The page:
Having new employees join your staff should be an energizing time. New staff members bring fresh ideas, different experiences, new perspectives on processes and personalities that will hopefully easily integrate into the organization. A time consuming but necessary part of welcoming new employees is making sure they are educated, trained and made aware of how your organization operates.
The ASAE Handbook of Professional Practices in Association Management defines onboarding as a process that “exposes [the] new employee to the skills, knowledge and behaviors that will help him or her acclimate to the new organization and serves as the foundation for understanding the values that shape the organization’s culture and its mission.”
Below are a few tips that have helped my organization, Sigma Kappa Sorority, train new staff members and quickly bring them up to speed on our culture, environment and expectations.
- Create an onboarding/training agenda template to be used for all new hires. The agenda will need to be updated with specific roles and responsibilities but it’s nice to have a framework to go off of to ensure everyone is trained on the basics of the organization. I have found this helps to get everyone started with the same basic information and expectations.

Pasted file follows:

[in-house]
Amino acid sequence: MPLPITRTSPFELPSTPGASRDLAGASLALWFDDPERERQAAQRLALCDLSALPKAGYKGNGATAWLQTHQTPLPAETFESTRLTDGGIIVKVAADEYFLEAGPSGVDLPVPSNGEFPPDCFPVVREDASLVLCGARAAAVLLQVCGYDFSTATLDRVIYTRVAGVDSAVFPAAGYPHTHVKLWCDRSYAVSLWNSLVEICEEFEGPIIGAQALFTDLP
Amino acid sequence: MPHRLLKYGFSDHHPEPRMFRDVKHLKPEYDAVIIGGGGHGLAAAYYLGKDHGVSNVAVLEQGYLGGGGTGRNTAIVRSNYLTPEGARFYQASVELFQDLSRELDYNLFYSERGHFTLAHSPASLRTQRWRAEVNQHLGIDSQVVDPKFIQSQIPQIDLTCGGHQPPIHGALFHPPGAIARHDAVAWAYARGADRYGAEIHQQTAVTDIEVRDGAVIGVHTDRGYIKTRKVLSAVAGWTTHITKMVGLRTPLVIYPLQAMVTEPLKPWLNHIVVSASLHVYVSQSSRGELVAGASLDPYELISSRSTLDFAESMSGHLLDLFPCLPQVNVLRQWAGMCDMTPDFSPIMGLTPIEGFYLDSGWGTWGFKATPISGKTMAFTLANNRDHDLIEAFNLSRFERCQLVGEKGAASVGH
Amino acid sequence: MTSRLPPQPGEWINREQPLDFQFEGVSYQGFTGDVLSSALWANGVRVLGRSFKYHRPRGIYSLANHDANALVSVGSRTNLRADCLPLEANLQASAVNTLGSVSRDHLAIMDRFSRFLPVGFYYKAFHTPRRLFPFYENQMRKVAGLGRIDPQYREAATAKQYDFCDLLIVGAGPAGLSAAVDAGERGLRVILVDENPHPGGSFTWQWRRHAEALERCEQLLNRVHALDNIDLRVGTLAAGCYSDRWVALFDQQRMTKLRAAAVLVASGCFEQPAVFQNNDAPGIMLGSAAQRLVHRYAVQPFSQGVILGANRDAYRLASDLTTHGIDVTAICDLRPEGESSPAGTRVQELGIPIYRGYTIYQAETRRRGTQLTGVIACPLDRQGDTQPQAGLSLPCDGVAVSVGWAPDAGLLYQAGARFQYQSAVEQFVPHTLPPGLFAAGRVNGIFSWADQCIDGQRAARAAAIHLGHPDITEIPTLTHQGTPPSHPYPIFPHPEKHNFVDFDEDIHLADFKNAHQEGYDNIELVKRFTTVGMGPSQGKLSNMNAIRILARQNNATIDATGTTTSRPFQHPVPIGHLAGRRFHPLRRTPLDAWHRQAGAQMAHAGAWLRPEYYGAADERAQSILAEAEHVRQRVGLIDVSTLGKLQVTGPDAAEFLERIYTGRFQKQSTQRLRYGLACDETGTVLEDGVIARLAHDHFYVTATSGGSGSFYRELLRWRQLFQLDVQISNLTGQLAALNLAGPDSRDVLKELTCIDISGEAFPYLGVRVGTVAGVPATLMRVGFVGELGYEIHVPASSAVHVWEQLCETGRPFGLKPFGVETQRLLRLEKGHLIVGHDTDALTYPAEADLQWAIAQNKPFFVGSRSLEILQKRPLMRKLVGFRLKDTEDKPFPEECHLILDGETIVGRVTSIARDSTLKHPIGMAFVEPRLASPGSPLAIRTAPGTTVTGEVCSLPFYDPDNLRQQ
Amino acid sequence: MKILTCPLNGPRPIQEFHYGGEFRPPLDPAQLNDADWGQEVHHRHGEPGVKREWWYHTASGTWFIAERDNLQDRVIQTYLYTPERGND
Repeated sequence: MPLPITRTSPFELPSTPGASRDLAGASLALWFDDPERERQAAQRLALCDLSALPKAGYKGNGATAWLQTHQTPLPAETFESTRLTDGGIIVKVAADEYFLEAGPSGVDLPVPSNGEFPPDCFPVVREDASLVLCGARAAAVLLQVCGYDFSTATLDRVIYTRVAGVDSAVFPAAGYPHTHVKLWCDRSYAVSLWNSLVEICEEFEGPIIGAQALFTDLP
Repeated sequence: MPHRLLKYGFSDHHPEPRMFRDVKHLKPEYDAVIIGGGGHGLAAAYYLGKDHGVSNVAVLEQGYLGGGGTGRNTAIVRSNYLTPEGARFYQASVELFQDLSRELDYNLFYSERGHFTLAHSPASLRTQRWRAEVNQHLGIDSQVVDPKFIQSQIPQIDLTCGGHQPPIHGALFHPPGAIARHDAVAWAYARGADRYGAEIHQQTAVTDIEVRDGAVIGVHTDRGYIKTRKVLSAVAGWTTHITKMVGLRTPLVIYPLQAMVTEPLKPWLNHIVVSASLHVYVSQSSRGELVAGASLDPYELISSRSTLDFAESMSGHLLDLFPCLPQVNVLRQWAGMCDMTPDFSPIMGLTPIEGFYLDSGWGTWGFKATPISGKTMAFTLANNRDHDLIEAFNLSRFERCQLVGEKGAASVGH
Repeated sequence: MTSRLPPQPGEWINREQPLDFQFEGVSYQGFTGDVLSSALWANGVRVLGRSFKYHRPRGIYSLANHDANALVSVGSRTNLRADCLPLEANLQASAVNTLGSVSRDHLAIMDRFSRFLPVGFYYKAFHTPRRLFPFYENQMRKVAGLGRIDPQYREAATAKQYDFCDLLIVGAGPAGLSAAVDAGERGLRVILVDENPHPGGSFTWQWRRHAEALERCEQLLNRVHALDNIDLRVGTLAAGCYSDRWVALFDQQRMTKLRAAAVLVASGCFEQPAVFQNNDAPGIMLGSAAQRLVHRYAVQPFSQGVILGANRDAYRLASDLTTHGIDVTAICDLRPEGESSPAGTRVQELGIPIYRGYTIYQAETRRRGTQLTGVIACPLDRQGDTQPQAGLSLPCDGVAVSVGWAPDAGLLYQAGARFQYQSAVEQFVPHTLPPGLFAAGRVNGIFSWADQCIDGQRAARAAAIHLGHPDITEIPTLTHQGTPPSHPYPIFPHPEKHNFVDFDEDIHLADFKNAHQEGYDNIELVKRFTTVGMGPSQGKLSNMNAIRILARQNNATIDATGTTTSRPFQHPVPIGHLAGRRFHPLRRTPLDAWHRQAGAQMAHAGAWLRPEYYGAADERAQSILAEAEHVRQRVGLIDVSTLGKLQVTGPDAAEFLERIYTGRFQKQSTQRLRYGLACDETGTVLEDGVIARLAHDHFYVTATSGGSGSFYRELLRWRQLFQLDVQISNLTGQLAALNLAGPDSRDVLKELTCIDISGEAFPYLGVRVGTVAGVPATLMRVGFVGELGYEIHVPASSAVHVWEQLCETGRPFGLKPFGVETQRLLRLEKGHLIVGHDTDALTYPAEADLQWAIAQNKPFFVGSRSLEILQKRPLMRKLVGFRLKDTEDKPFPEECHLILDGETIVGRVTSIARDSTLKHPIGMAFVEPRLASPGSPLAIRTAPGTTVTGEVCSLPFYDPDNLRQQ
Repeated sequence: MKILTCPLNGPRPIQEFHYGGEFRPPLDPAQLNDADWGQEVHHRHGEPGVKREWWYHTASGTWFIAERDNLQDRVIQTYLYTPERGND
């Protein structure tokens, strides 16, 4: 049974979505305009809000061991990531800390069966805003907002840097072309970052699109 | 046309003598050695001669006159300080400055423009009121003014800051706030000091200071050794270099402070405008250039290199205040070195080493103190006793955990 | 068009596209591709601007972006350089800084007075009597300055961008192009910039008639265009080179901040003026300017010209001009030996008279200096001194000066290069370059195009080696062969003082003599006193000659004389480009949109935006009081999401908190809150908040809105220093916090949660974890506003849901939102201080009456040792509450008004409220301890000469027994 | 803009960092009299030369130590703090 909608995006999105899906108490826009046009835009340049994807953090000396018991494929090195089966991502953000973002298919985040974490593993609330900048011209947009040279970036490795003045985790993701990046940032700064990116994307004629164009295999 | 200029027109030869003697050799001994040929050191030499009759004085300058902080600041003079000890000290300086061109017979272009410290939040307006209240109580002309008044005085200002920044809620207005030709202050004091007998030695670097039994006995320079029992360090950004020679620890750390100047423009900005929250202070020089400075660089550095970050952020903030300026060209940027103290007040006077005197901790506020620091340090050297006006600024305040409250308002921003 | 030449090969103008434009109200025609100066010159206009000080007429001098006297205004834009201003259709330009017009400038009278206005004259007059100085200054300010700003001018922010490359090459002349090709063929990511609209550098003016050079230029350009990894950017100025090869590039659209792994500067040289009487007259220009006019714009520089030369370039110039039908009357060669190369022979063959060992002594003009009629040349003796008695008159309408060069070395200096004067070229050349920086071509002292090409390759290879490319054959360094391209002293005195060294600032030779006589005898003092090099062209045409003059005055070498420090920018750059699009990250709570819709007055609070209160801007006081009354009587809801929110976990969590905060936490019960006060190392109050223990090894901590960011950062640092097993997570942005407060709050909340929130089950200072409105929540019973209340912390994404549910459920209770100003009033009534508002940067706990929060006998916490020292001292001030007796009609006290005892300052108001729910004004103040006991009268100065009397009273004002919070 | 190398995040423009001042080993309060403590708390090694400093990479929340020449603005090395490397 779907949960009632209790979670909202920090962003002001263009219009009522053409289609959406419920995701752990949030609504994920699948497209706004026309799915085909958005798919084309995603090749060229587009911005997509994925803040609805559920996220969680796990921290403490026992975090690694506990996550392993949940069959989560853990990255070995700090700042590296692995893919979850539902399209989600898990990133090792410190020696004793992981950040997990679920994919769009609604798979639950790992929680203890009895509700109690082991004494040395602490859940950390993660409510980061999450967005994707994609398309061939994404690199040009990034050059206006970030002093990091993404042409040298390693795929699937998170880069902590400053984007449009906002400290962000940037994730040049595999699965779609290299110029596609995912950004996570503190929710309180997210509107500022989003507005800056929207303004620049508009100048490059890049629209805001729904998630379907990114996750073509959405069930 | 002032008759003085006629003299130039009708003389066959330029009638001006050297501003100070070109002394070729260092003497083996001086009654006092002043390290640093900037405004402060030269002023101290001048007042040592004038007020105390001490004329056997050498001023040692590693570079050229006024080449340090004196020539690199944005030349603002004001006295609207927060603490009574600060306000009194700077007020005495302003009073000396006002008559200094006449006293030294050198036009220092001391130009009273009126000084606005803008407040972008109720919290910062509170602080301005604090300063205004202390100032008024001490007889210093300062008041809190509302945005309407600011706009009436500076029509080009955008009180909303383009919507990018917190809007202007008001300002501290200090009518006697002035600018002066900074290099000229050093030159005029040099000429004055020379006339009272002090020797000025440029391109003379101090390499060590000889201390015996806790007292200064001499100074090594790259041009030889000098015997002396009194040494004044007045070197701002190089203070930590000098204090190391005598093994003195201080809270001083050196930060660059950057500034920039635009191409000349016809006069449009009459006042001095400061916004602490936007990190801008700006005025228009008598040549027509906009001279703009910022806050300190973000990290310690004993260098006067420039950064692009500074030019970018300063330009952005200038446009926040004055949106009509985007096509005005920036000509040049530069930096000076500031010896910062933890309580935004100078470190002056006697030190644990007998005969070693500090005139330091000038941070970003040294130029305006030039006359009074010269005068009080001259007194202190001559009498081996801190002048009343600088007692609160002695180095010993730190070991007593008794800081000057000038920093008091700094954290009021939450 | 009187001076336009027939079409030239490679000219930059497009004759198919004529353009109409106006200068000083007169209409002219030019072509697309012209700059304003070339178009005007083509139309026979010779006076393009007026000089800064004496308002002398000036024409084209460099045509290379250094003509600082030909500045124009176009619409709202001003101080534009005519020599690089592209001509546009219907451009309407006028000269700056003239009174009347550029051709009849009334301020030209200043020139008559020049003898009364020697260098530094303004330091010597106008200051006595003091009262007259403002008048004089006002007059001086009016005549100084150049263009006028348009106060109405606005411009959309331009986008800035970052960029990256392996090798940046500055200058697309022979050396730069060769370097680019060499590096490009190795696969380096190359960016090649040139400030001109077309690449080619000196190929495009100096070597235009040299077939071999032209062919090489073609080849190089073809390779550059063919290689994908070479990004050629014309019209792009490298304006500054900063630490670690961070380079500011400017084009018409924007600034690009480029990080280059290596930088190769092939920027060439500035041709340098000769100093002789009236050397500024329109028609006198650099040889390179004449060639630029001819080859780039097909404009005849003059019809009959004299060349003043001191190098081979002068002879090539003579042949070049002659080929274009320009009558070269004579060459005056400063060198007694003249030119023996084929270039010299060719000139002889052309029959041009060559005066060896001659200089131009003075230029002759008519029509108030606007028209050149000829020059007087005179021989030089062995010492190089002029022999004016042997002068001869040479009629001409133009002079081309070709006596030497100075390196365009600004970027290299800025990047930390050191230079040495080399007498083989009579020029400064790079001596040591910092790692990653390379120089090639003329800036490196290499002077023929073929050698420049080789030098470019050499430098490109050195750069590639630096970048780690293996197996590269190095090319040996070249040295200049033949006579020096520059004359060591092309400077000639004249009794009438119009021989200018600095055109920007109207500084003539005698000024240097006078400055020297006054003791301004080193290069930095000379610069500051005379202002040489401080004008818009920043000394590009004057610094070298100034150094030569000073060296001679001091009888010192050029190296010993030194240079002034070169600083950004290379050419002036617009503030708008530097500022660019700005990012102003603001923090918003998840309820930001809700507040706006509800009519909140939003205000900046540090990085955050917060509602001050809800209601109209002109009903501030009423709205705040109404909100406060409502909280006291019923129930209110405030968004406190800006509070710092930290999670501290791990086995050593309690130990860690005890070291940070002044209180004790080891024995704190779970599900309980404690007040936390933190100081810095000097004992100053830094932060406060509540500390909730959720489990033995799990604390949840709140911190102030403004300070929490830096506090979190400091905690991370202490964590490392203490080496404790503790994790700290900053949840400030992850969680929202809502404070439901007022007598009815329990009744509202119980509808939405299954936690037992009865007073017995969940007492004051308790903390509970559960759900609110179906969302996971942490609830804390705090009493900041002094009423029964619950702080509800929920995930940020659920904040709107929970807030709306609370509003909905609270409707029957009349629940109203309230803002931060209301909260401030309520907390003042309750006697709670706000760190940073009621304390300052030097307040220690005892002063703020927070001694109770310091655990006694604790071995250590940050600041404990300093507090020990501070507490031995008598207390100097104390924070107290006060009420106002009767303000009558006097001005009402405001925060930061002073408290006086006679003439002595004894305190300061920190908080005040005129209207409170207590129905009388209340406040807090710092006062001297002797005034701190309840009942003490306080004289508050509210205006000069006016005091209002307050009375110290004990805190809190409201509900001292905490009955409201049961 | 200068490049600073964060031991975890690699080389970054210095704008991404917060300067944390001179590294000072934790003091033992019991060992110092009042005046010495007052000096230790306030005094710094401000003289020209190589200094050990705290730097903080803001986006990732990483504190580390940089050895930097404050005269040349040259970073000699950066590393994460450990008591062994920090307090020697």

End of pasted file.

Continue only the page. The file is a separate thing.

- Expectations should be given to current staff members on what they are to train the new staff member on. Onboarding and welcoming a new staff member is the responsibility of the entire staff, not just those in leadership/HR roles.
- The onboarding agenda should include a short meeting with each of the team directors. The team/director should give a brief explanation of the role of the team and how they will work with the new staff member.
- Create written policies and procedures for all staff to utilize. These are not only beneficial to new staff members but are always nice to refer to for those projects that only come up a few times a year.
- Schedule regular check-ins with the new staff member. This may be quick daily touch-points for the first week or so, and then you could move to weekly, and eventually regularly, scheduled meeting times.
If you do onboarding well in the first few months, it will make your job and your new hire’s much easier as time goes.
Talya N. Bauer, Ph.D. mentions in her publication “Onboarding New Employees: Maximizing Success” that “research and conventional wisdom both suggest that employees get about 90 days to prove themselves in a new job. The faster new hires feel welcome and prepared for their jobs, the faster they will be able to successfully contribute to the firm’s mission.” Although time consuming, it’s best to invest the bulk of time to onboarding when a staff member is first hired so he or she can quickly become a contributing member of your team.
The 10 Commandments of Employee Onboarding is also a great resource for information on onboarding your staff and the first 90 days.